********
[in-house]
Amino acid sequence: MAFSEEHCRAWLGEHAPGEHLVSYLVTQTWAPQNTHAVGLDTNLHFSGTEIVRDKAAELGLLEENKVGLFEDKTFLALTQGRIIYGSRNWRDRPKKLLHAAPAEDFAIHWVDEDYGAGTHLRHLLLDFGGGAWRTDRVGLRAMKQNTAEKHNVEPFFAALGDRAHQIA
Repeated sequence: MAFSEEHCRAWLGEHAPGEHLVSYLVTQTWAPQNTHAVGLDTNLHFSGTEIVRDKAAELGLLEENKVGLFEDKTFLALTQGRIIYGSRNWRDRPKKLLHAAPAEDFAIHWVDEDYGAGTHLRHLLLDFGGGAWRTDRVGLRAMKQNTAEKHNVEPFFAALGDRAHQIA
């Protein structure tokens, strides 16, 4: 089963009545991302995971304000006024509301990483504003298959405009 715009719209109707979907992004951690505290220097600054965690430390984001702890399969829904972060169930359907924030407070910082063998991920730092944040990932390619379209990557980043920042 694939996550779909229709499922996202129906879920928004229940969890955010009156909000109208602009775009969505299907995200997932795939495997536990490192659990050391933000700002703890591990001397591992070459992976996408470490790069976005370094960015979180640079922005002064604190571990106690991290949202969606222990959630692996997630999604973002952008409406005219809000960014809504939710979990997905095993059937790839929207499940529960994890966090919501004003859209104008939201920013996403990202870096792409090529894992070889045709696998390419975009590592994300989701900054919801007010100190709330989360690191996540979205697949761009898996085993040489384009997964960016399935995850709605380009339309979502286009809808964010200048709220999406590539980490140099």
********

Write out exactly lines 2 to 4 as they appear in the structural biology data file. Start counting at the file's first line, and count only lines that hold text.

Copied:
Amino acid sequence: MAFSEEHCRAWLGEHAPGEHLVSYLVTQTWAPQNTHAVGLDTNLHFSGTEIVRDKAAELGLLEENKVGLFEDKTFLALTQGRIIYGSRNWRDRPKKLLHAAPAEDFAIHWVDEDYGAGTHLRHLLLDFGGGAWRTDRVGLRAMKQNTAEKHNVEPFFAALGDRAHQIA
Repeated sequence: MAFSEEHCRAWLGEHAPGEHLVSYLVTQTWAPQNTHAVGLDTNLHFSGTEIVRDKAAELGLLEENKVGLFEDKTFLALTQGRIIYGSRNWRDRPKKLLHAAPAEDFAIHWVDEDYGAGTHLRHLLLDFGGGAWRTDRVGLRAMKQNTAEKHNVEPFFAALGDRAHQIA
């Protein structure tokens, strides 16, 4: 089963009545991302995971304000006024509301990483504003298959405009 715009719209109707979907992004951690505290220097600054965690430390984001702890399969829904972060169930359907924030407070910082063998991920730092944040990932390619379209990557980043920042 694939996550779909229709499922996202129906879920928004229940969890955010009156909000109208602009775009969505299907995200997932795939495997536990490192659990050391933000700002703890591990001397591992070459992976996408470490790069976005370094960015979180640079922005002064604190571990106690991290949202969606222990959630692996997630999604973002952008409406005219809000960014809504939710979990997905095993059937790839929207499940529960994890966090919501004003859209104008939201920013996403990202870096792409090529894992070889045709696998390419975009590592994300989701900054919801007010100190709330989360690191996540979205697949761009898996085993040489384009997964960016399935995850709605380009339309979502286009809808964010200048709220999406590539980490140099």